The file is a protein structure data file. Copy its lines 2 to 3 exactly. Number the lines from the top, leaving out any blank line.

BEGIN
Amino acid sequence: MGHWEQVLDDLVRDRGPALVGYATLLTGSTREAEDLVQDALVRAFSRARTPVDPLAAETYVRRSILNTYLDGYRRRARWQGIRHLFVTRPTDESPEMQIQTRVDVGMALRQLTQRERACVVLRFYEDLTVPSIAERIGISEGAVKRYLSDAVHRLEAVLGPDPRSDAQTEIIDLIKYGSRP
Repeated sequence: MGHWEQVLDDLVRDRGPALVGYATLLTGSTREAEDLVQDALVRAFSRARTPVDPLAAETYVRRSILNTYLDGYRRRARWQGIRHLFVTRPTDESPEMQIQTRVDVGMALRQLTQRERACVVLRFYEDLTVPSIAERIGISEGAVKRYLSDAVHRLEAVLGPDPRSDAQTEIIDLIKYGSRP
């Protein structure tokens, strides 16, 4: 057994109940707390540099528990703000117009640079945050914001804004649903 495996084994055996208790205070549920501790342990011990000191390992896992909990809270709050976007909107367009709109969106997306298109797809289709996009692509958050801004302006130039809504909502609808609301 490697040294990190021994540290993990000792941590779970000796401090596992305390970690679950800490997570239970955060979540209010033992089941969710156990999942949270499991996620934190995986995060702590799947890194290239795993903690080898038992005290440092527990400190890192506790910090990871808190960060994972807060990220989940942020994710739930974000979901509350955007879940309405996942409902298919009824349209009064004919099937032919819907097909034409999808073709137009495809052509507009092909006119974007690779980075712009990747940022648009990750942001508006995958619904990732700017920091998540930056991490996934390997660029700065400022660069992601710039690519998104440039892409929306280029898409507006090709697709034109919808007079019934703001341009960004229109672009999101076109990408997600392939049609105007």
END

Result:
Repeated sequence: MGHWEQVLDDLVRDRGPALVGYATLLTGSTREAEDLVQDALVRAFSRARTPVDPLAAETYVRRSILNTYLDGYRRRARWQGIRHLFVTRPTDESPEMQIQTRVDVGMALRQLTQRERACVVLRFYEDLTVPSIAERIGISEGAVKRYLSDAVHRLEAVLGPDPRSDAQTEIIDLIKYGSRP
């Protein structure tokens, strides 16, 4: 057994109940707390540099528990703000117009640079945050914001804004649903 495996084994055996208790205070549920501790342990011990000191390992896992909990809270709050976007909107367009709109969106997306298109797809289709996009692509958050801004302006130039809504909502609808609301 490697040294990190021994540290993990000792941590779970000796401090596992305390970690679950800490997570239970955060979540209010033992089941969710156990999942949270499991996620934190995986995060702590799947890194290239795993903690080898038992005290440092527990400190890192506790910090990871808190960060994972807060990220989940942020994710739930974000979901509350955007879940309405996942409902298919009824349209009064004919099937032919819907097909034409999808073709137009495809052509507009092909006119974007690779980075712009990747940022648009990750942001508006995958619904990732700017920091998540930056991490996934390997660029700065400022660069992601710039690519998104440039892409929306280029898409507006090709697709034109919808007079019934703001341009960004229109672009999101076109990408997600392939049609105007």